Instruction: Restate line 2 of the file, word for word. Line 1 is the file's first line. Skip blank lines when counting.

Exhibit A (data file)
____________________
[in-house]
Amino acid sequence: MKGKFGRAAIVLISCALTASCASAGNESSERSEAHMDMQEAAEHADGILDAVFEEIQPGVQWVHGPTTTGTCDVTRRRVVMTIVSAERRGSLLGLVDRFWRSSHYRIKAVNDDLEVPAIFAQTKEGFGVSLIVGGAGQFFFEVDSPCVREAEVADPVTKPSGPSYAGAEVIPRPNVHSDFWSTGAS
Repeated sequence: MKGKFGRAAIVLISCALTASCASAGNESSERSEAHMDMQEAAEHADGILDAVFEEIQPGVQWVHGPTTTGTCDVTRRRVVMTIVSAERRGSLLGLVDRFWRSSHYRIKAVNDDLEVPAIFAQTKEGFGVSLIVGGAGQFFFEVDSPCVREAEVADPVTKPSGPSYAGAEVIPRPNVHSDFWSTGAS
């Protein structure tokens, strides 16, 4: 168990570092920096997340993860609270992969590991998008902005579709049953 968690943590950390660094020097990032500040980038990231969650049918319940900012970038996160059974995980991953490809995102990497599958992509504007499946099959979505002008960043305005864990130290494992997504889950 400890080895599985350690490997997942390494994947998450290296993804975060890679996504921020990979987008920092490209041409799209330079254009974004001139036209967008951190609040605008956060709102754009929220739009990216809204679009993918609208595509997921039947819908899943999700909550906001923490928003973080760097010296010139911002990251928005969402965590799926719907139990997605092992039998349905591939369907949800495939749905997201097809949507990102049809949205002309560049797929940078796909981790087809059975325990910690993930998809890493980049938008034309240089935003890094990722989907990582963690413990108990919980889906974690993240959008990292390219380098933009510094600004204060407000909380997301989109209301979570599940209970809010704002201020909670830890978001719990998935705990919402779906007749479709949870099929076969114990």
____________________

Amino acid sequence: MKGKFGRAAIVLISCALTASCASAGNESSERSEAHMDMQEAAEHADGILDAVFEEIQPGVQWVHGPTTTGTCDVTRRRVVMTIVSAERRGSLLGLVDRFWRSSHYRIKAVNDDLEVPAIFAQTKEGFGVSLIVGGAGQFFFEVDSPCVREAEVADPVTKPSGPSYAGAEVIPRPNVHSDFWSTGAS